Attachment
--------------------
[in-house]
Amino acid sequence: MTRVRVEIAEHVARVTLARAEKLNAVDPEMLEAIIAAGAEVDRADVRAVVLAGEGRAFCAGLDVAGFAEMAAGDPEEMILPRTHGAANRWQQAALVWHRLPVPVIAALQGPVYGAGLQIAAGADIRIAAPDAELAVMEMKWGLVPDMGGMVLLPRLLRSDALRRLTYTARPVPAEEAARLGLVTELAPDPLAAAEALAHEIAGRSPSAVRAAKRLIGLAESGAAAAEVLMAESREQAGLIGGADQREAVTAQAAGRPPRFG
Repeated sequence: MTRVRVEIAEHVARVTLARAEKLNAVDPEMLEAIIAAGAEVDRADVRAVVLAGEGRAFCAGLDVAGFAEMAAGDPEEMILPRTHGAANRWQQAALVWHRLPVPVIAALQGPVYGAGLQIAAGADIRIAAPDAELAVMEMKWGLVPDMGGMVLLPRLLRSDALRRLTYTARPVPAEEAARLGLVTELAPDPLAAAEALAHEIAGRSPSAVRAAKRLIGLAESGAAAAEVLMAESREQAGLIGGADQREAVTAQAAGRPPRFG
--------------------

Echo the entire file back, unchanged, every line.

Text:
[in-house]
Amino acid sequence: MTRVRVEIAEHVARVTLARAEKLNAVDPEMLEAIIAAGAEVDRADVRAVVLAGEGRAFCAGLDVAGFAEMAAGDPEEMILPRTHGAANRWQQAALVWHRLPVPVIAALQGPVYGAGLQIAAGADIRIAAPDAELAVMEMKWGLVPDMGGMVLLPRLLRSDALRRLTYTARPVPAEEAARLGLVTELAPDPLAAAEALAHEIAGRSPSAVRAAKRLIGLAESGAAAAEVLMAESREQAGLIGGADQREAVTAQAAGRPPRFG
Repeated sequence: MTRVRVEIAEHVARVTLARAEKLNAVDPEMLEAIIAAGAEVDRADVRAVVLAGEGRAFCAGLDVAGFAEMAAGDPEEMILPRTHGAANRWQQAALVWHRLPVPVIAALQGPVYGAGLQIAAGADIRIAAPDAELAVMEMKWGLVPDMGGMVLLPRLLRSDALRRLTYTARPVPAEEAARLGLVTELAPDPLAAAEALAHEIAGRSPSAVRAAKRLIGLAESGAAAAEVLMAESREQAGLIGGADQREAVTAQAAGRPPRFG